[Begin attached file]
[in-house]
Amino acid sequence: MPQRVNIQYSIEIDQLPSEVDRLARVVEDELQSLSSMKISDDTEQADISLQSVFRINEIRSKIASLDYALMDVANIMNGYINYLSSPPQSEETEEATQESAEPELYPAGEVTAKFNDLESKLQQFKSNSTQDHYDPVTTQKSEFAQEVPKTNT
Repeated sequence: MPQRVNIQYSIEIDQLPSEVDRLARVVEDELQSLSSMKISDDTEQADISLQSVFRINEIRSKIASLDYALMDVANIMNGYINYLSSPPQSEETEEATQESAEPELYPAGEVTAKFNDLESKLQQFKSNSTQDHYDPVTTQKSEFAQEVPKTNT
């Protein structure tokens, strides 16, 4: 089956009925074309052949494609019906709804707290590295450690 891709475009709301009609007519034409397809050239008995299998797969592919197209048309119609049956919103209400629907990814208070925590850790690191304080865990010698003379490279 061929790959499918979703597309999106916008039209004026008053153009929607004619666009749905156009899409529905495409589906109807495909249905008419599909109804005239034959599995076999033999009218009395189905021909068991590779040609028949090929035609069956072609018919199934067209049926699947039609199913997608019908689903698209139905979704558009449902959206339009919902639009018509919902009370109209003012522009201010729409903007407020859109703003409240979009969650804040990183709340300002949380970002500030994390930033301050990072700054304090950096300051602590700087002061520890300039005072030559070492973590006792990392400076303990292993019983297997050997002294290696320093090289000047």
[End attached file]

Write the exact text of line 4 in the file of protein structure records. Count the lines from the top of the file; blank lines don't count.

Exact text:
């Protein structure tokens, strides 16, 4: 089956009925074309052949494609019906709804707290590295450690 891709475009709301009609007519034409397809050239008995299998797969592919197209048309119609049956919103209400629907990814208070925590850790690191304080865990010698003379490279 061929790959499918979703597309999106916008039209004026008053153009929607004619666009749905156009899409529905495409589906109807495909249905008419599909109804005239034959599995076999033999009218009395189905021909068991590779040609028949090929035609069956072609018919199934067209049926699947039609199913997608019908689903698209139905979704558009449902959206339009919902639009018509919902009370109209003012522009201010729409903007407020859109703003409240979009969650804040990183709340300002949380970002500030994390930033301050990072700054304090950096300051602590700087002061520890300039005072030559070492973590006792990392400076303990292993019983297997050997002294290696320093090289000047």